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dvarga 08-04-2005 06:22 PM

Installing Help! hardwood flooring in Hot&Humid weather
 
I live in Hot and Humid New Jersey and I am wondering if I can install the unfinished hardwood strips, sand and polyurethane this weekend. I'm taking Friday and Monday off to do this. But someone told me now is the WORST time to install because during the winter the floor will contract and there will be a lot of spaces. Any knowledgeable suggestions?

Some background...

The house was built in 1920. I am working on the third flr (top).. I have joists, no subfloor, then end-of-life hardwood, on top of which I recently laid .5" plywood. Now I have 3/4" unfinished red oak strips that I would like to install.

Although the apartment is top floor and generally hot, the attic fan is on most of the time, and the floor is the coolest part of the room as it is the lowest part of the apt (obviously). Still it must be 80 degrees on the flr. There is no bathroom or kitchen or moisture source in the floor below where the hardwood is to be installed... There is no sun streaming in, heating the floor.

On another forum I have someone telling me the only time they install is from November to May (in Maine) because the floor can handle the humidity swelling much better in the hot months, than installing in the hot months and there being a bad shrinkage problem when it gets cold. Is this true? If so, is there any technique that I can use to install the flooring now so that in the winter months I dont get such issues? How about if I install the floor now, but wait until November or so to sand and finish it?

thanks for your input, I really appreciate it.

jproffer 08-04-2005 06:42 PM

So, they say don't install now because in winter the hum. will drop and leave gaps.....OK...so I guess it would be better to install in low hum., then as it increases, you have big bulges. Now, chances are neither of these things are going to happen if you install the flooring correctly. Rent the nailer to do it right, leave 1/4" expansion space around the entire perimeter of the room(it will be covered with baseboard anyway), sand, stain(if you're going to), LIGHTLY sand again, poly, lightly sand, poly, and you're done.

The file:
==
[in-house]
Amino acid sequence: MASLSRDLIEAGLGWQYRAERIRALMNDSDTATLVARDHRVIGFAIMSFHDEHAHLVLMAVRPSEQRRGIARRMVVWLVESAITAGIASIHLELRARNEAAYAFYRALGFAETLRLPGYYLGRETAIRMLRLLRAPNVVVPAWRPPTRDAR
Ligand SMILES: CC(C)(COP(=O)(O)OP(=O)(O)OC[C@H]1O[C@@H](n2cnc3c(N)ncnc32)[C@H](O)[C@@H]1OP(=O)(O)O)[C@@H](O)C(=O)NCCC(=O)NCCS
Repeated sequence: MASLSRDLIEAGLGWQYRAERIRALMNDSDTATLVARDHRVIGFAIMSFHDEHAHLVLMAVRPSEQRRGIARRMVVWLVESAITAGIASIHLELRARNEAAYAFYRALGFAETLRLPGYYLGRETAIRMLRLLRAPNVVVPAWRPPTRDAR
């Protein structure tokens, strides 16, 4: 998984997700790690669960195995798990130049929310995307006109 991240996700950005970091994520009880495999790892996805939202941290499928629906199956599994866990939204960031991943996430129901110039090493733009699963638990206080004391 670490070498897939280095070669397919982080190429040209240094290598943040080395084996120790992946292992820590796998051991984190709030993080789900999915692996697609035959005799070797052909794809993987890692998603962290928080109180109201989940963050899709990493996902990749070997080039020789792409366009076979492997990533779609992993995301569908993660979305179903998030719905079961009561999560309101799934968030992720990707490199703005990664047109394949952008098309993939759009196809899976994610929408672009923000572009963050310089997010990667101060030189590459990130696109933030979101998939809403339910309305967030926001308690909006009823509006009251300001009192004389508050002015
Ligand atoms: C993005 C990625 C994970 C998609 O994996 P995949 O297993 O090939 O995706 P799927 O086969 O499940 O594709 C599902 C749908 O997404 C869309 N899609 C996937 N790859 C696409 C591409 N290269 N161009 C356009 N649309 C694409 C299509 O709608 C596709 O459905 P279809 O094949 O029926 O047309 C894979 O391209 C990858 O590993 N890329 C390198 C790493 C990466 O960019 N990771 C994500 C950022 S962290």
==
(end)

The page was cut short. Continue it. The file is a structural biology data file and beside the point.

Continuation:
BTW when nailing down your baseboard, remember not to nail into the floor, just the wall. :)

Floorwizard 08-04-2005 08:31 PM

Buying a humidifier for the home will help too.

There is no right or wrong time in some areas...

housedocs 08-06-2005 08:10 AM

When we install hardwood floors, which we do quite a bit of, the material is delivered to home and kept there for at least 3-5 days in a climate controlled area prior to installation, this allows the material to acclimate to the enviroment where it will be installed.

Floorwizard 08-06-2005 12:26 PM

good point.

Teetorbilt 08-06-2005 09:37 PM

So far good advise from all. I'm in FL, hot and humid most of the time. Wood flooring is tough in these conditions but I let it acclimate for at least a week (ricked) before installation. I prefer summer (maximum expansion) for installs. If you have to do it during the winter, you have to bring in a humidifier or space the planks. Only experience will teach you this and it will be an expensive education.

dvarga 08-07-2005 08:53 AM

Thanks guys.

This was a great discussion, with the installing in the dry winter vs. the humid summer, the dangers of each.

With a rented pneumatic stapler in hand, a rock solid plywood subfloor underfoot, and acclimatized red oak 2 1/4" planks I began yesterday. It's going well, although taking much longer to lay than expected. Sometimes my girlfriend racks the boards if she is around. Was able to lay 210 square feet and will finish up installing today.

The boards are pretty flush to each other, looks like a minimal sanding needed.

I have such respect for people who do this and do it well...

Thanks again for everyone's comments

Floorwizard 08-08-2005 05:45 PM

Keep in mind that solid wood is less stable than engineered.


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